Florida Keys

Key West saves an 1880s-era diesel plant from the wrecking ball

The dilapidated old diesel plant in Key West is shown on Wednesday, Feb. 27, 2019.
The dilapidated old diesel plant in Key West is shown on Wednesday, Feb. 27, 2019. FLKeysNews.com

It looks like the definition of neglect: a mess of broken windows, gap-toothed roofing and graffiti-coated brick walls.

And if you think that’s bad, you should see the inside.

But history won’t forget the one-time diesel plant that delivered electricity to Key West starting in 1890 and ending in the 1960s.

A Key West nonprofit will redevelop the crumbling former diesel plant into an interactive museum that features a microbrewery and restaurant. The goal of the museum is, in part, to reflect the importance of the historically black neighborhood of Bahama Village, which is largely gentrified and infused with art galleries and restaurants.

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Graffiti covers one wall of the old diesel plant on Fort Street in Key West on Wednesday, Feb. 26, 2019. Gwen Filosa FLKeysNews.com

A year ago this month, most of the plant was ordered demolished by the city building official, given its dilapidated condition.

But this month, city leaders approved giving a 20-year property lease to the Key West Art and Historical Society, the only group that submitted an application for redoing the former Keys Energy Plant the utility gave the city.

The decades-long neglected collection of four connected one-story brick buildings is located at 101 Geraldine St., 709 Fort St. and 100 Angela St. next-door to the city’s new Truman Waterfront Park.

The nonprofit’s leaders say the overall cost is estimated at $10 million to $15 million.

“There’s a ton of work that has to be done,” said Michael Gieda, executive director of KWAHS. “It’s been sitting vacant for decades. We’re actually starting the meeting process with architects next week. Our priority right now is to stabilize and weatherize the building.”

That work, which includes fixing structural problems and putting a roof over one building, is estimated to cost $4 million. Gieda said the nonprofit will launch a capital campaign at some point for fundraising, seek out grants and funding from the Monroe County Tourist Development Council.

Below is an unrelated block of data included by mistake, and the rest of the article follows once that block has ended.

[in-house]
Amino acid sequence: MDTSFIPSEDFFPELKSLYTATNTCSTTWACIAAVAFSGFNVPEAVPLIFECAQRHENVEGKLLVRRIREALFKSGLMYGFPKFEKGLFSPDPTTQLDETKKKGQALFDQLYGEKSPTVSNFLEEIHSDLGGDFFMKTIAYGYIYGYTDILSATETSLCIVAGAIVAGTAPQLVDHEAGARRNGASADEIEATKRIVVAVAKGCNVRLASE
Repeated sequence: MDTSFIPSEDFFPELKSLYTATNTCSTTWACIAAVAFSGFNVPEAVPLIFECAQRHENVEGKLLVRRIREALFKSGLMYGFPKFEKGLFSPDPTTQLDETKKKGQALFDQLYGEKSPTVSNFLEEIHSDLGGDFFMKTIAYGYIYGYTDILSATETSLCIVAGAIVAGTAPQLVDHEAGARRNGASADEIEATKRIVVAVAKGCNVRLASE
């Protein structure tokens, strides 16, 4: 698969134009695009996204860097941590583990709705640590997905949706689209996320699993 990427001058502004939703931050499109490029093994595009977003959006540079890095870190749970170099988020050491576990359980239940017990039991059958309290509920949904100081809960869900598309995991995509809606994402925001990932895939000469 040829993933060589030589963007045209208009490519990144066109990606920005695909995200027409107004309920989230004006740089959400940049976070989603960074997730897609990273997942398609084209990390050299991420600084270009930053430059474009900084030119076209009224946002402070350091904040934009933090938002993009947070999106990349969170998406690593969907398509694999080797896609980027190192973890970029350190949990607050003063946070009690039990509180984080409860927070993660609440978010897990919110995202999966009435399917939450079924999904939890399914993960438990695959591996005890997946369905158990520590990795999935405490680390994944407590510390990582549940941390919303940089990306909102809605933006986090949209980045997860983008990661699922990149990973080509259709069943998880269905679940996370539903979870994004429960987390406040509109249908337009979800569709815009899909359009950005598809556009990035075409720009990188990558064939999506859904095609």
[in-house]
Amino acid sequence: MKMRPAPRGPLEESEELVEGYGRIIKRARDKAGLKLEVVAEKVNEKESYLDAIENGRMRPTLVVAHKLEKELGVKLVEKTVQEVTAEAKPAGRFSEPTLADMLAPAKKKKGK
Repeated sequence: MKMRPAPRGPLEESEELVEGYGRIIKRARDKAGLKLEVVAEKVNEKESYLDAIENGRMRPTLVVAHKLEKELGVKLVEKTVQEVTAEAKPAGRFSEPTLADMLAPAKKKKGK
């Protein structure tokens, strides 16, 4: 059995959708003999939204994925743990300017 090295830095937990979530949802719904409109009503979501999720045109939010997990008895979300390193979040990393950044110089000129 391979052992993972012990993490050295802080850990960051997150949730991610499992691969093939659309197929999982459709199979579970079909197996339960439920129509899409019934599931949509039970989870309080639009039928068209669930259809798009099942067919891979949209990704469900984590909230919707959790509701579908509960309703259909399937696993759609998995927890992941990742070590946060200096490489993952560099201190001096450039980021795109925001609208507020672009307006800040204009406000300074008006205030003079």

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The old electric plant was abandoned in the 1960s, and hasn’t been used since. David Salay

Gieda added that the nonprofit is in the business of running museums and they’ll find a partner to run the restaurant and microbrewery as a revenue source for the project.

The project is tentatively named the DIESEL Plant museum. DIESEL stands for (Discovery, Industry, Engineering, Science, Experience and Learning.

KWAHS is a veteran of rehabbing historic gems on the island, such as the Custom House, Fort East Martello, and the Key West Lighthouse and Keeper’s Quarters museums, which get about 150,000 visitors annually.

The nonprofit’s plans also include incorporating the rich history of Bahama Village,

“Obviously with the building being located in Bahama Village, one of the first parts in the entrance to the interactive museum will be discussing the history of the location and also the history of the building,” Gieda told city commissioners at their Feb. 20 meeting. “You can’t really talk about the history of Key West without the social narratives.”

The commission, with little discussion, voted 6-0 in favor of the project. Commissioner Jimmy Weekley was absent.

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Demolishing part of the old electric plant would cost the city $600,000. David Salay

Bryan Green, a local philanthropist and chairman of the city’s Historic Architectural Review Commission, reminded city commissioners that half of the plant was recommended for demolition before HARC made a presentation to them that they ought to be looking for uses and a workshop was held.

“This is absolutely a classic case in which the process has worked,” Green said. “The end result is something I think we ought to be very proud and pleased about.”

Gwen Filosa covers Key West and the Lower Florida Keys for FLKeysNews.com and the Miami Herald and lives in Key West. She was part of the staff at the New Orleans Times-Picayune that in 2005 won two Pulitzer Prizes for coverage of Hurricane Katrina. She graduated from Indiana University.
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